• A new immigration court docket may mean asylum claims for newly arrived migrants get processed faster. [Chicago Tribune]

  • A first aid shipment from the U.S. arrived in the Gaza Strip thanks to a newly built pier. [AP/Chicago Tribune]

  • Here’s how Angel Reese has juggled her first month as a professional athlete with the Chicago Sky. [Chicago Sun-Times]

Oh, and one more thing …

This has been a great year for books, and even more phenomenal ones come out this summer, Nerdette’s Greta Johnsen says.

Some well-loved authors are back — Robin Sloan has Moonbound, Rainbow Rowell has Slow Dance and Kevin Kwan follows his Crazy Rich Asians series with Lies and Weddings.

2024 also boasts lots of highly anticipated second novels from authors with standout debuts, including Mateo Askaripour’s This Great Hemisphere and Claire Lombardo’s Same As It Ever Was.

See Greta’s full list in the link. [WBEZ]

Tell me something good …

What was the last song you recently discovered and had on repeat?

Susan writes:

“On Jimmy Buffet’s last album he has a fantastic version of Bob Dylan’s “Mozambique” (with Emmylou Harris). The other song: Lizz Wright’s version of “Who knows where the time goes” (Fairport Convention wrote originally and Judy Collins covered many years ago). They’re constantly on repeat in my car.”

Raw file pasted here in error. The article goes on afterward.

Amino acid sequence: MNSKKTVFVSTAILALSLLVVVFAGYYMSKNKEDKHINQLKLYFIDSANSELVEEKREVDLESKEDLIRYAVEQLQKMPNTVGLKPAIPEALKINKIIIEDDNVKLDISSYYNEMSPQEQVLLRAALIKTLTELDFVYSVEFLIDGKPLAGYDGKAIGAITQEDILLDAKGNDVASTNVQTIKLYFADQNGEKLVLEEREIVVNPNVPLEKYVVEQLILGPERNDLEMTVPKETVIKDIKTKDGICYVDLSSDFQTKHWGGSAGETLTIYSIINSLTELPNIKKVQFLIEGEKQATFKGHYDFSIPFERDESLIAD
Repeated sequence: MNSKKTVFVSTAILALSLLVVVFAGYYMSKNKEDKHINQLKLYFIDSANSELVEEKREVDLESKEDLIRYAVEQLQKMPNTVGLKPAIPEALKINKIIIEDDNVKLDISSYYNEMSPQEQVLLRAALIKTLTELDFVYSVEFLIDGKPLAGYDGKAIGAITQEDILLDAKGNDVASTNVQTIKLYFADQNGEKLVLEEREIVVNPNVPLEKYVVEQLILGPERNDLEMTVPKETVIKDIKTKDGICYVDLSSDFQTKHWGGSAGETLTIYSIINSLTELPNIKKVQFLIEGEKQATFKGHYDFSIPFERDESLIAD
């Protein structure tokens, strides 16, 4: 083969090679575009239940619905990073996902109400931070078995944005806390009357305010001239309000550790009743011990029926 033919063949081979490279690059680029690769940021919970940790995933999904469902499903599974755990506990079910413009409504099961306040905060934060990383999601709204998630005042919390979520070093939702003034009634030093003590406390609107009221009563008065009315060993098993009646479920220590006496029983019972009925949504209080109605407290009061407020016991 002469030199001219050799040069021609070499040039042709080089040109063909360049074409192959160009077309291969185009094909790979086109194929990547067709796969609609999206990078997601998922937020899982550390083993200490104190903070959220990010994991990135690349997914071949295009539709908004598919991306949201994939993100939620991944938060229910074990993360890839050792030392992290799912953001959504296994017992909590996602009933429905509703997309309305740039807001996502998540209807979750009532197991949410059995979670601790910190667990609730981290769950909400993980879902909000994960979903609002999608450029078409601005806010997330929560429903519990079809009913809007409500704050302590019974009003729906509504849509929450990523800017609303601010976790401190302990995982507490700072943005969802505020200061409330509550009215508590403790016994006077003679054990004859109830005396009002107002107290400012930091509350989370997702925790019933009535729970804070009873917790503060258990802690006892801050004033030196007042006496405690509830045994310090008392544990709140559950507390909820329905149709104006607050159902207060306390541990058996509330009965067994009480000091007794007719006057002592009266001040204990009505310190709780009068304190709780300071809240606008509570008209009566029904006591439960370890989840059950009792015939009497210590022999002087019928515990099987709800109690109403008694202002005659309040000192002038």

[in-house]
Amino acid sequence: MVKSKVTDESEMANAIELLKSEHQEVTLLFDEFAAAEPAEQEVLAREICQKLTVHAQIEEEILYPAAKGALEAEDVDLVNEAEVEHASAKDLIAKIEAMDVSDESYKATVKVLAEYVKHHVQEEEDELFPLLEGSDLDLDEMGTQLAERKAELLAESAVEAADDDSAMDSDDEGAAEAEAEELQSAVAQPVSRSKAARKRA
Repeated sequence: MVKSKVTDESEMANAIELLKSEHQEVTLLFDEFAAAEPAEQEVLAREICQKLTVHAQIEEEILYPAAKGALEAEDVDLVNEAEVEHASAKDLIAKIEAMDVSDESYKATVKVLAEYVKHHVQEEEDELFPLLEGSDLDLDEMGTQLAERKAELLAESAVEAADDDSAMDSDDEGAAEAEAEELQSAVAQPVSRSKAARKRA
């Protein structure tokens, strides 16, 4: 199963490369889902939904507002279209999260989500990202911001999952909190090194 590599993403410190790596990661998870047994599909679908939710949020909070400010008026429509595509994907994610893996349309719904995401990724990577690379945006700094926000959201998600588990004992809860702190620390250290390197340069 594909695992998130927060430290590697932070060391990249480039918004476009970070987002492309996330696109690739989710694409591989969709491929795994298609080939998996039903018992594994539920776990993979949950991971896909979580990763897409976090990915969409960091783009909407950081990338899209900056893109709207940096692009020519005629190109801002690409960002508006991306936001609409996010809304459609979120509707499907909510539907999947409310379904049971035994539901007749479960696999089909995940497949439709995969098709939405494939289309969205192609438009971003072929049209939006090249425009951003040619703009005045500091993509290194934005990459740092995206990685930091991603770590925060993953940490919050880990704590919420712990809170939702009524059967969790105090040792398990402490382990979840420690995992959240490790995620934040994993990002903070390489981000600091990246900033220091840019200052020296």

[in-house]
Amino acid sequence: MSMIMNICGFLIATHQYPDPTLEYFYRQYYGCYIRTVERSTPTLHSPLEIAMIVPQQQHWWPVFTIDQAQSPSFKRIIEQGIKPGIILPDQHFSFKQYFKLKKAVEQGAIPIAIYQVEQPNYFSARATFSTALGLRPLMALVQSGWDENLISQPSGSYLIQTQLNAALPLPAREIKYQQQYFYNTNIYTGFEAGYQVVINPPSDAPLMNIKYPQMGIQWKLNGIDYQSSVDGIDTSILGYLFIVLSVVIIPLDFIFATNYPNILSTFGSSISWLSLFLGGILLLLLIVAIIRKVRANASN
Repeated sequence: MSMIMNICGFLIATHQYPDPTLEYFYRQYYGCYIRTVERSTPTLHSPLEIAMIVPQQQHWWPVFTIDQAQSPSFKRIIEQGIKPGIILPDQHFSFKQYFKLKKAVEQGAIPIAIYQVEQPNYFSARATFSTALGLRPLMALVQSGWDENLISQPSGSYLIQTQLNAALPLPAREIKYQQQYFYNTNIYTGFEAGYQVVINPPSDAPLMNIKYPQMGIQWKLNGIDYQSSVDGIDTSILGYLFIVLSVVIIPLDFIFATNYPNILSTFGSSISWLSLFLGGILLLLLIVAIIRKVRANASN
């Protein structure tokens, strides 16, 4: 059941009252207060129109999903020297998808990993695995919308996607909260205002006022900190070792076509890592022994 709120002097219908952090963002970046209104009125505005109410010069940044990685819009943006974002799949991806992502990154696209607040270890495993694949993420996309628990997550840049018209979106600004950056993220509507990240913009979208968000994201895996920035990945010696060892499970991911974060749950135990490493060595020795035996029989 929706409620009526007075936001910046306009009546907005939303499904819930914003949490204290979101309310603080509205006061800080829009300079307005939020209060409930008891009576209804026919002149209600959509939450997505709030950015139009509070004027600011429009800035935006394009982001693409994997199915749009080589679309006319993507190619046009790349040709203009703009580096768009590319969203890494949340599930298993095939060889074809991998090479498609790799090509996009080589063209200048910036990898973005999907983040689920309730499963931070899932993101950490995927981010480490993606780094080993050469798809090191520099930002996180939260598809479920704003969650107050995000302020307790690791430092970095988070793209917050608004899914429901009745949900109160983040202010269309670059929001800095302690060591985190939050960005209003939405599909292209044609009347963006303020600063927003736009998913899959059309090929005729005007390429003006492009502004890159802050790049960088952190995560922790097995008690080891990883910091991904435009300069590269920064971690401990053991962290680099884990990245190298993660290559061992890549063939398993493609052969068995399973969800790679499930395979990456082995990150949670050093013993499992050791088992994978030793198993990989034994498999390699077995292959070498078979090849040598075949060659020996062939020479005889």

Vivian writes:

“I am a very uncool mom of a sixteen year old girl. My musical taste is stuck in the eighties and early nineties alternative world. Last week my daughter played me HOT TO GO! by Chappell Roan and now I can’t get the song out of my head. It’s definitely catchy and fun. Would recommend.”

And JoAnne writes:

“I caught Kevin Bacon on late nite TV and he mentioned Megan Trainor’s ‘I Made You Look’ and dancing with his daughter. I can’t get that song out of my head! Love her.”

Thanks for all the messages this week! We couldn’t include all of them, but it was great hearing from everyone (and now I have lots of new songs to listen to).